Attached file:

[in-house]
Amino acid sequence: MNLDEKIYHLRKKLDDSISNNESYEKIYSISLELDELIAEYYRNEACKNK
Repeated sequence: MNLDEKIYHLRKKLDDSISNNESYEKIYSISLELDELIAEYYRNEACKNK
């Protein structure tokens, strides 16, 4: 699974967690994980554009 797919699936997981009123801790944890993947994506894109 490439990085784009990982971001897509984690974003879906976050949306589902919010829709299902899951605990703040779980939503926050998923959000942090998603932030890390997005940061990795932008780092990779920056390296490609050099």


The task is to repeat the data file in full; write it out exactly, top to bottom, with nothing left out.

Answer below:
[in-house]
Amino acid sequence: MNLDEKIYHLRKKLDDSISNNESYEKIYSISLELDELIAEYYRNEACKNK
Repeated sequence: MNLDEKIYHLRKKLDDSISNNESYEKIYSISLELDELIAEYYRNEACKNK
């Protein structure tokens, strides 16, 4: 699974967690994980554009 797919699936997981009123801790944890993947994506894109 490439990085784009990982971001897509984690974003879906976050949306589902919010829709299902899951605990703040779980939503926050998923959000942090998603932030890390997005940061990795932008780092990779920056390296490609050099």